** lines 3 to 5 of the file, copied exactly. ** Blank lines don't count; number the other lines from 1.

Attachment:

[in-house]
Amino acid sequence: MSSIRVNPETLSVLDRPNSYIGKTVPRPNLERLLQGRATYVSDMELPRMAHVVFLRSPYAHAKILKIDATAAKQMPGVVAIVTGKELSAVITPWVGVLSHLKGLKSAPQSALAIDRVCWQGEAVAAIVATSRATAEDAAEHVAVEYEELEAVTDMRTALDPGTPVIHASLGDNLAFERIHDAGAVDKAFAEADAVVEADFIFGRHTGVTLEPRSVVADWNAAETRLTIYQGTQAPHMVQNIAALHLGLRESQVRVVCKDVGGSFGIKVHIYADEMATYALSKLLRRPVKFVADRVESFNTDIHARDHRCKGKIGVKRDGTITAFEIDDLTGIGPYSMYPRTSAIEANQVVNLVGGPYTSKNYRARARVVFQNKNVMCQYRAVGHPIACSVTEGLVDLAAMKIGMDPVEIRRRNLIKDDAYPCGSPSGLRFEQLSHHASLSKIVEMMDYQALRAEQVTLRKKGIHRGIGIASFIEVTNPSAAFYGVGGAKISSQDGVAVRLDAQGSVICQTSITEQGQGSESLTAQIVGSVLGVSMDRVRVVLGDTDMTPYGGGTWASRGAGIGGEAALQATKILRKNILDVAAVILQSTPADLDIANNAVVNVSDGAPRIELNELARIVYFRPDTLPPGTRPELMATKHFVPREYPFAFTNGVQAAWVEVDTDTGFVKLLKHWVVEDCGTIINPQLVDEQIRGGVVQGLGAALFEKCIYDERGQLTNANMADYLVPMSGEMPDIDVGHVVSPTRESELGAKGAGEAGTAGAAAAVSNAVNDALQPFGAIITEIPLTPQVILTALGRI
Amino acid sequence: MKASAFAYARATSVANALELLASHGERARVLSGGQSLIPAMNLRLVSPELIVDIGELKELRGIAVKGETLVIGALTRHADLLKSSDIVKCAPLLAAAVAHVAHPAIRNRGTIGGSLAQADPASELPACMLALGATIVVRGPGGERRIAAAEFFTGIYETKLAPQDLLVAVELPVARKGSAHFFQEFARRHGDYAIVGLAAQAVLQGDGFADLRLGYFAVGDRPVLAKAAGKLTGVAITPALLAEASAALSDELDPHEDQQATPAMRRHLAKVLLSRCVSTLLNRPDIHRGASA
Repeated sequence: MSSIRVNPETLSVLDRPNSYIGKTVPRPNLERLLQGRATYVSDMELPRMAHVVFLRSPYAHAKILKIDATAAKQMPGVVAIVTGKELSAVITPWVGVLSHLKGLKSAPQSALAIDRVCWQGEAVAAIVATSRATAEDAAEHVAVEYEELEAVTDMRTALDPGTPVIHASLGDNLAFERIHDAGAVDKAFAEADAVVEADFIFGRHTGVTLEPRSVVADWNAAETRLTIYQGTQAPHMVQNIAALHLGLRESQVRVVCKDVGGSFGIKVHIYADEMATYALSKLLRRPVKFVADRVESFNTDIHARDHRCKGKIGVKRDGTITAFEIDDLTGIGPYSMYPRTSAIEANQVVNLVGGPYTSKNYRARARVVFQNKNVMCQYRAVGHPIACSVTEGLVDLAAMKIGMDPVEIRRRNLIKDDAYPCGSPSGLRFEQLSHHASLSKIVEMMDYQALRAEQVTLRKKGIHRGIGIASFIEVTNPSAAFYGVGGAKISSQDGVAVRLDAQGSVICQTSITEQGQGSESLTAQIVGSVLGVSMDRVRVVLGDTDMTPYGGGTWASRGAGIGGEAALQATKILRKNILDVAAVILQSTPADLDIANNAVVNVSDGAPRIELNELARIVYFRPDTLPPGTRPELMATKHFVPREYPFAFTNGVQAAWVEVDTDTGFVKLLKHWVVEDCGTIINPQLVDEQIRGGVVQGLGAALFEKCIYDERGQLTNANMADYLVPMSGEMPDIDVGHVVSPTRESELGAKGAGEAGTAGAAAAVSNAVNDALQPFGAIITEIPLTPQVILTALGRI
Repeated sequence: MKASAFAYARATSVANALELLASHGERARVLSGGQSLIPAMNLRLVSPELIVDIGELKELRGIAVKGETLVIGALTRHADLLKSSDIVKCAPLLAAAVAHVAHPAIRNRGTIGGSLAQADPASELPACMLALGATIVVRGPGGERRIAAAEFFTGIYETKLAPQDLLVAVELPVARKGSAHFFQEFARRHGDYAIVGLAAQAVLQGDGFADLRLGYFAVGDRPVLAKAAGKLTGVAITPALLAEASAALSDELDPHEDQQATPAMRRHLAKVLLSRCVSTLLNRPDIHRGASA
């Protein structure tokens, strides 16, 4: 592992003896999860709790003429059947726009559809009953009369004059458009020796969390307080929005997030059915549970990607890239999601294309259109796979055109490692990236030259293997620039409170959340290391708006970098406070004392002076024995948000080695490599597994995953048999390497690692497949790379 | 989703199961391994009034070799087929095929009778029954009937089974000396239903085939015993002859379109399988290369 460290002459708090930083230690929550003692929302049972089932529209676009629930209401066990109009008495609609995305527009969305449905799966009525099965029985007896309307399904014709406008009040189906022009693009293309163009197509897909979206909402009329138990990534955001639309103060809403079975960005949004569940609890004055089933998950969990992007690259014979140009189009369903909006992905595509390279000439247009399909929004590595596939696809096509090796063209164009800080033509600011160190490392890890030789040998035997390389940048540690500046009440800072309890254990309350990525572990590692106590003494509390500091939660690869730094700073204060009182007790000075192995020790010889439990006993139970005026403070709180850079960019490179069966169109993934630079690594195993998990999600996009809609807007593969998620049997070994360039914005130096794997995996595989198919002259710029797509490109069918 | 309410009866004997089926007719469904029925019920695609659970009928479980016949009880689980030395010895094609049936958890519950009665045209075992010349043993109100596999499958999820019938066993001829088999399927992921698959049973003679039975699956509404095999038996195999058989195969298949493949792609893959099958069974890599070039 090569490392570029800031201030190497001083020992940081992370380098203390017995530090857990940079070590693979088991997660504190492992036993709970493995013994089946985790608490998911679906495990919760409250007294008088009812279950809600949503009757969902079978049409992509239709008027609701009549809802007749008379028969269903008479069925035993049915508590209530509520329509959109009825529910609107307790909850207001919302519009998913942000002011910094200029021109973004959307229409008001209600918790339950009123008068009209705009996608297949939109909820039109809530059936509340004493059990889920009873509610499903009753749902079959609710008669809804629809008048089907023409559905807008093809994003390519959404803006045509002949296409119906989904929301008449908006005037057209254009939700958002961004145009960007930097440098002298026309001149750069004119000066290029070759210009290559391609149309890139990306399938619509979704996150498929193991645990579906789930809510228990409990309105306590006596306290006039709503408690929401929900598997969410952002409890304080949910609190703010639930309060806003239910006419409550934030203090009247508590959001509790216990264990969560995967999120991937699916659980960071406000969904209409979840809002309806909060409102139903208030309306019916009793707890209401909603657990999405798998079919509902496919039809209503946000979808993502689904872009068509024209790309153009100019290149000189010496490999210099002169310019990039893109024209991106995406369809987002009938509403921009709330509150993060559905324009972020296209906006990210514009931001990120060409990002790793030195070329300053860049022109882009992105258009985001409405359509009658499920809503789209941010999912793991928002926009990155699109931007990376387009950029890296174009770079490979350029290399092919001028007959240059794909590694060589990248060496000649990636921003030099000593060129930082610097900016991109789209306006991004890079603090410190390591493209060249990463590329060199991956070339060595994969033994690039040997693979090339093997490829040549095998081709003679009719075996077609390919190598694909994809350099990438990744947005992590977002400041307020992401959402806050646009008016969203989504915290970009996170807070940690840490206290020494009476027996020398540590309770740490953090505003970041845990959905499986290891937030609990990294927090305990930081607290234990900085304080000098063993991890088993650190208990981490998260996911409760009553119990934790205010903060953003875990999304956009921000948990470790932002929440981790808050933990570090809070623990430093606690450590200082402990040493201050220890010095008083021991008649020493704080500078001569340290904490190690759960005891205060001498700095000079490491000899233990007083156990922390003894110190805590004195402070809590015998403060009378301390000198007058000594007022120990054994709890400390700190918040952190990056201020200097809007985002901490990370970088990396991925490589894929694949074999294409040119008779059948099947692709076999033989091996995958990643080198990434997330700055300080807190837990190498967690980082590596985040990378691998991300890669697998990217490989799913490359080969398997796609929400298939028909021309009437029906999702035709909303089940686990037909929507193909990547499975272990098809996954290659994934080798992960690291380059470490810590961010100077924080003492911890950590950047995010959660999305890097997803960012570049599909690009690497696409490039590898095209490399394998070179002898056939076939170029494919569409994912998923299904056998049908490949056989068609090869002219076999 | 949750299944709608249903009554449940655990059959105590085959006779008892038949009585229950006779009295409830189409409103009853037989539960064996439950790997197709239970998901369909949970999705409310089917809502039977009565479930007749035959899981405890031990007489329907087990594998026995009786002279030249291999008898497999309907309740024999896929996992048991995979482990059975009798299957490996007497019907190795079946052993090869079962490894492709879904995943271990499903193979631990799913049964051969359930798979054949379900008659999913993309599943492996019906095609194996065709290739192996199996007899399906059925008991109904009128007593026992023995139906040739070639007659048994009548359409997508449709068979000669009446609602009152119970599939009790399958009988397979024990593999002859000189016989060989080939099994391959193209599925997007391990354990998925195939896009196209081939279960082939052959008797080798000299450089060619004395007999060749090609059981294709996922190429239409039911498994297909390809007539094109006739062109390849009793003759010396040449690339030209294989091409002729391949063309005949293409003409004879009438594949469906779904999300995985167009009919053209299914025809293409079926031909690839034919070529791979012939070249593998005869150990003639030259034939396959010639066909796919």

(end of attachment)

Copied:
Amino acid sequence: MKASAFAYARATSVANALELLASHGERARVLSGGQSLIPAMNLRLVSPELIVDIGELKELRGIAVKGETLVIGALTRHADLLKSSDIVKCAPLLAAAVAHVAHPAIRNRGTIGGSLAQADPASELPACMLALGATIVVRGPGGERRIAAAEFFTGIYETKLAPQDLLVAVELPVARKGSAHFFQEFARRHGDYAIVGLAAQAVLQGDGFADLRLGYFAVGDRPVLAKAAGKLTGVAITPALLAEASAALSDELDPHEDQQATPAMRRHLAKVLLSRCVSTLLNRPDIHRGASA
Repeated sequence: MSSIRVNPETLSVLDRPNSYIGKTVPRPNLERLLQGRATYVSDMELPRMAHVVFLRSPYAHAKILKIDATAAKQMPGVVAIVTGKELSAVITPWVGVLSHLKGLKSAPQSALAIDRVCWQGEAVAAIVATSRATAEDAAEHVAVEYEELEAVTDMRTALDPGTPVIHASLGDNLAFERIHDAGAVDKAFAEADAVVEADFIFGRHTGVTLEPRSVVADWNAAETRLTIYQGTQAPHMVQNIAALHLGLRESQVRVVCKDVGGSFGIKVHIYADEMATYALSKLLRRPVKFVADRVESFNTDIHARDHRCKGKIGVKRDGTITAFEIDDLTGIGPYSMYPRTSAIEANQVVNLVGGPYTSKNYRARARVVFQNKNVMCQYRAVGHPIACSVTEGLVDLAAMKIGMDPVEIRRRNLIKDDAYPCGSPSGLRFEQLSHHASLSKIVEMMDYQALRAEQVTLRKKGIHRGIGIASFIEVTNPSAAFYGVGGAKISSQDGVAVRLDAQGSVICQTSITEQGQGSESLTAQIVGSVLGVSMDRVRVVLGDTDMTPYGGGTWASRGAGIGGEAALQATKILRKNILDVAAVILQSTPADLDIANNAVVNVSDGAPRIELNELARIVYFRPDTLPPGTRPELMATKHFVPREYPFAFTNGVQAAWVEVDTDTGFVKLLKHWVVEDCGTIINPQLVDEQIRGGVVQGLGAALFEKCIYDERGQLTNANMADYLVPMSGEMPDIDVGHVVSPTRESELGAKGAGEAGTAGAAAAVSNAVNDALQPFGAIITEIPLTPQVILTALGRI
Repeated sequence: MKASAFAYARATSVANALELLASHGERARVLSGGQSLIPAMNLRLVSPELIVDIGELKELRGIAVKGETLVIGALTRHADLLKSSDIVKCAPLLAAAVAHVAHPAIRNRGTIGGSLAQADPASELPACMLALGATIVVRGPGGERRIAAAEFFTGIYETKLAPQDLLVAVELPVARKGSAHFFQEFARRHGDYAIVGLAAQAVLQGDGFADLRLGYFAVGDRPVLAKAAGKLTGVAITPALLAEASAALSDELDPHEDQQATPAMRRHLAKVLLSRCVSTLLNRPDIHRGASA